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The European energy dilemma

Hydrocarbon Engineering,

Why have policymakers not acted immediately to invest in granting access to alternative sources of natural gas, beyond Russia?

The Brookings Institute has highlight that, in Poland for example, this could have been done by spending several dozen million euros on increased interconnector and reverse flow capacity with Germany, or alternatively constructing a pipeline to Denmark. Both of these options would have offered Poland stocks more resilient to supply shocks, and less dependent on Russia.

As another example, the Baltic States have barely made an effort to address their energy security considerations, and prefer to construct their own LNG terminal, which given the modest size of their respective markets, does not make commercial sense and thus complicates these efforts. Brookings emphasises that this behaviour does not correspond with that of nations that feel under threat.

Energy policy in the EU

The 2007 Lisbon Treaty refers to European energy policy, and states that it aims to ensure the functioning of energy markets, ensuring security of supply, promoting energy efficiency and renewable energy, and promoting the interconnection of energy networks. However, this ‘shall not affect a member state’s right to determine the conditions for exploiting its energy resources, its choice between different energy resources, and the general structure of supply’. Hence, European member states have the final say with regards to ensuring their energy supplies.

Furthermore, with regard to energy networks, European institutions lack the mandate and the financial means to solve bottlenecks. It was only in late 2011 that the European Commission received a structural mandate to co-invest in energy networks. Even then, the available budget under the Connecting Europe Facility – 5.85 billion euros in the period until 2020 – does not match the estimated required investments to integrate European networks fully, which are estimated to be approximately 200 billion euros.

Politicians from all member states have been anxious to ensure that part of the available budget is invested in their respective countries, in fear of having to explain that taxpayers contributions have been invested elsewhere in the EU. As a result of this dispersed division of financial means, the available money is sufficient to carry out feasibility studies, but barely to construct additional physical infrastructure. Numerous studies have shown this structural deficit, yet the Commission continues to report that the internal market will be completed in 2014, as scheduled.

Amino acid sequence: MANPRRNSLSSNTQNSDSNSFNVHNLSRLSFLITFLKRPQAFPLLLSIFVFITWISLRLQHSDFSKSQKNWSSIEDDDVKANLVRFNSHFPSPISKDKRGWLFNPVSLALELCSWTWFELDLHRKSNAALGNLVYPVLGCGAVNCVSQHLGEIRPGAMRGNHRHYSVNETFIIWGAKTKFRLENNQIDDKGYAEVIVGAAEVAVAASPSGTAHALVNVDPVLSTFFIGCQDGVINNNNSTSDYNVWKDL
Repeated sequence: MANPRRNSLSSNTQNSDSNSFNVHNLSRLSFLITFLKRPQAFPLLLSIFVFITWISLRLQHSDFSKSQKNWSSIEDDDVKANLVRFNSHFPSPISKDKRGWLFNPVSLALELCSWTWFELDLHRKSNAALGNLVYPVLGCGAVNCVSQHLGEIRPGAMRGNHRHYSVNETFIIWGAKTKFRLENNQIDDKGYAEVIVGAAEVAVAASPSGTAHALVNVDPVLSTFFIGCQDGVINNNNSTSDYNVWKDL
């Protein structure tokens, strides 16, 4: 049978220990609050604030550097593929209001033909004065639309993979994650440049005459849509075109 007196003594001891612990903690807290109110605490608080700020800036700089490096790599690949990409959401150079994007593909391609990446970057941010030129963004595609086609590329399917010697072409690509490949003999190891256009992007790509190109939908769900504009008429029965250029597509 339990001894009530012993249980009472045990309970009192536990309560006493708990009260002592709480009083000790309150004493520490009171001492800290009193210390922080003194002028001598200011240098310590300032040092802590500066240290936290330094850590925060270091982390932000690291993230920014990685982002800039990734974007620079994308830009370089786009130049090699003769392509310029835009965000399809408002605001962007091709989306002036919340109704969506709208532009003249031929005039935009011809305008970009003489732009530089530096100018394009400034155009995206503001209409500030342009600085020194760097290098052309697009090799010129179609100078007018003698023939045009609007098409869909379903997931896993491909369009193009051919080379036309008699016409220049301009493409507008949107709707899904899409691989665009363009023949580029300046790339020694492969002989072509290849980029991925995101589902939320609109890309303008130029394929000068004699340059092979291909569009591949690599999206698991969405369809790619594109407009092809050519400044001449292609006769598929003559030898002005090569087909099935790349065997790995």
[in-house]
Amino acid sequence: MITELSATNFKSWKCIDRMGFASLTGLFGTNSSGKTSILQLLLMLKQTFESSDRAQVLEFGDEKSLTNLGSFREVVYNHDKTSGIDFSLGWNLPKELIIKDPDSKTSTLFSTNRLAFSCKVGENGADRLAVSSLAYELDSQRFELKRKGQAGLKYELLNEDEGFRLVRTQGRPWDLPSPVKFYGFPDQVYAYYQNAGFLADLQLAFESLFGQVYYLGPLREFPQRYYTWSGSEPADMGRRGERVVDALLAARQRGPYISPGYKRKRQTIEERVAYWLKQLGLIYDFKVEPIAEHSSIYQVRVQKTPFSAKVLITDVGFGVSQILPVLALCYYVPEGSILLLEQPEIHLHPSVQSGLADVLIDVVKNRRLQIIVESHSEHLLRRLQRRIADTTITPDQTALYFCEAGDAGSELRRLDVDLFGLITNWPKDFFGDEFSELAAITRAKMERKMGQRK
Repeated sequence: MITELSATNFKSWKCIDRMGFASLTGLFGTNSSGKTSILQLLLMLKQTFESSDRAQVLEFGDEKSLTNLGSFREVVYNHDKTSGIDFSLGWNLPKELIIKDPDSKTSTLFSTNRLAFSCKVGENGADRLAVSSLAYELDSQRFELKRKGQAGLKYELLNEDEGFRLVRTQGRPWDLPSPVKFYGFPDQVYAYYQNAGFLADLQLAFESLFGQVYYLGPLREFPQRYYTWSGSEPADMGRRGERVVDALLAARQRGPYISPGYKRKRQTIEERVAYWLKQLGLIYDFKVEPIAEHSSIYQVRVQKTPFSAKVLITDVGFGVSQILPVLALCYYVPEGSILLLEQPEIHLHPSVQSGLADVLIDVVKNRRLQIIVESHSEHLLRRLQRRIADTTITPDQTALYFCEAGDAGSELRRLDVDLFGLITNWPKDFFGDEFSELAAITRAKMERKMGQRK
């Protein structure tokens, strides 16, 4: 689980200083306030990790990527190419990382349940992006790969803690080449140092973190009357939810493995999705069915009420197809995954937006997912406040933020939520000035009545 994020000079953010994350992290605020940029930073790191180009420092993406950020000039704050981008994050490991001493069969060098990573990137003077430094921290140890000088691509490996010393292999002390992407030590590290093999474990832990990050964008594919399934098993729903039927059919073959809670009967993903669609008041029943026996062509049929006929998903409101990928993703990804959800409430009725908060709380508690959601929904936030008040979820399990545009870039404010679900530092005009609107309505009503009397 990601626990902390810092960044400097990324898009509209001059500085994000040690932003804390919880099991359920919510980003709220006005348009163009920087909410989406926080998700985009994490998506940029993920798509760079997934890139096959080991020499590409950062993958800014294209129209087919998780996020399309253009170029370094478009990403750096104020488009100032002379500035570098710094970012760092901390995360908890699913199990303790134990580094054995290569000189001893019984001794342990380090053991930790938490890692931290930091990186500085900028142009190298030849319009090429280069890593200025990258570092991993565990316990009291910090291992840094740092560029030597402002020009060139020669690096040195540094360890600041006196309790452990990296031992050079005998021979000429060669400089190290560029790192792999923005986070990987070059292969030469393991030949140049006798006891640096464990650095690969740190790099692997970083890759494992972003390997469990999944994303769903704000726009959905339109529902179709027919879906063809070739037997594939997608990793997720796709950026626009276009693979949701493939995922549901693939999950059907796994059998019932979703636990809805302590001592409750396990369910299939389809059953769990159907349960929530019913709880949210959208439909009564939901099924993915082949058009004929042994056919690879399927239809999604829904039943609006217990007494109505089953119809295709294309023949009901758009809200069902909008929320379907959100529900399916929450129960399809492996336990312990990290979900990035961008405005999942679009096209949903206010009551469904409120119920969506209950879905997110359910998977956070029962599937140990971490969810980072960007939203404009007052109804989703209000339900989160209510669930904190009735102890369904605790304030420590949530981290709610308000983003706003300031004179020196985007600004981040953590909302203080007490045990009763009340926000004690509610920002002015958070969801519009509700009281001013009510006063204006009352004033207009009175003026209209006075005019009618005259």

According to Brookings, the crisis in Ukraine, and the fear of supply disruption, has made it painfully clear that Europe is nowhere near an integrated and resilient market. It is interesting to see how current policymakers respond to these observations: They decided to first make a more detailed assessment of the problems and ensured that it would be published long after the May 2014 election. In other words, the issue was left to the newly elected members of the European parliament and the European Commission, which are commencing their activities in the fall of 2014.

Increasing integration

Brookings has suggested the following ways forward:

  • Necessary investments in interconnectors, reverse flow facilities and extra storage capacity are required in eastern and southern Europe. Politicians from European member states should stop lobbying for their pet projects at home that would like some EU funding, and instead explain to their constituents why this targeted investment is, in the end, better for all European citizens.
  • Eastern Europe needs structural reforms. Several member states still have regulated prices, are entirely dominated by integrated incumbent energy companies and do not invest adequately in infrastructure to make their markets more attractive for competition. According to Brookings, a good start would be to implement all existing EU legislation. In order to make sure that his actually happens, the Agency for the Cooperation of Energy Regulators requires a larger mandate to check the implementation, better streamline regulations between member states and, if required, impose heft measures on those member states that do not comply.
  • Policymakers should be continuously on the lookout for superfluous subsidies and waste of public funds. The LNG regasification project in Poland provides an excellent example, according to Brookings. Contracted LNG from Qatar will be significantly more expensive than pipeline gas in Poland, and since the Polish authorities do not want to raise domestic gas prices, the net effect of this policy decision is that the Polish regulator will have to regulate the prices of the LNG. The Polish taxpayer will have to pay a premium price for ‘security’.

Brookings holds that once markets have been developed, integrated and opened up for competition, vulnerability to supply shocks will decrease substantially, and in case of a disruption, alternative suppliers can increase supplies and ship their produce freely throughout the EU. The key is to develop a harness against market abuse by any dominant player in the form of sufficient competition, liquidity and access to alternative supplies. Attempts to ‘move away’ from Russian natural gas entirely are futile, as prices dictate that the cheapest available reserves always find a place in the market. However, managing disruptions to this supply is possible and can be achieved through European collaboration.

Adapted from a press release by Emma McAleavey.

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